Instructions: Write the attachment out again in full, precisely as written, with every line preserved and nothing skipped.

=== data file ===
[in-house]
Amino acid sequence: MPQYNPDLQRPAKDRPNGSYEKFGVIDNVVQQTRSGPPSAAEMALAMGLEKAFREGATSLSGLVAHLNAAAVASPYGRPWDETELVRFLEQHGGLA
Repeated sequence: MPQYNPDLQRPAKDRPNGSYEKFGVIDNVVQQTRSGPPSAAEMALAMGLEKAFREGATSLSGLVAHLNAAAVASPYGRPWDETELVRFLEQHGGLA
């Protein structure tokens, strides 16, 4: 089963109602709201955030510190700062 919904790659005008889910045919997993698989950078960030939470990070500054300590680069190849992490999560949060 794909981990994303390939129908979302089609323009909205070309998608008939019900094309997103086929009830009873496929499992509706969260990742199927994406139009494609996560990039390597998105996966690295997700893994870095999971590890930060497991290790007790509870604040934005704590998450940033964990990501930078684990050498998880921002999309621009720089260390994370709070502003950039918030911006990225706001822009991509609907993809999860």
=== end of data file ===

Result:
[in-house]
Amino acid sequence: MPQYNPDLQRPAKDRPNGSYEKFGVIDNVVQQTRSGPPSAAEMALAMGLEKAFREGATSLSGLVAHLNAAAVASPYGRPWDETELVRFLEQHGGLA
Repeated sequence: MPQYNPDLQRPAKDRPNGSYEKFGVIDNVVQQTRSGPPSAAEMALAMGLEKAFREGATSLSGLVAHLNAAAVASPYGRPWDETELVRFLEQHGGLA
């Protein structure tokens, strides 16, 4: 089963109602709201955030510190700062 919904790659005008889910045919997993698989950078960030939470990070500054300590680069190849992490999560949060 794909981990994303390939129908979302089609323009909205070309998608008939019900094309997103086929009830009873496929499992509706969260990742199927994406139009494609996560990039390597998105996966690295997700893994870095999971590890930060497991290790007790509870604040934005704590998450940033964990990501930078684990050498998880921002999309621009720089260390994370709070502003950039918030911006990225706001822009991509609907993809999860």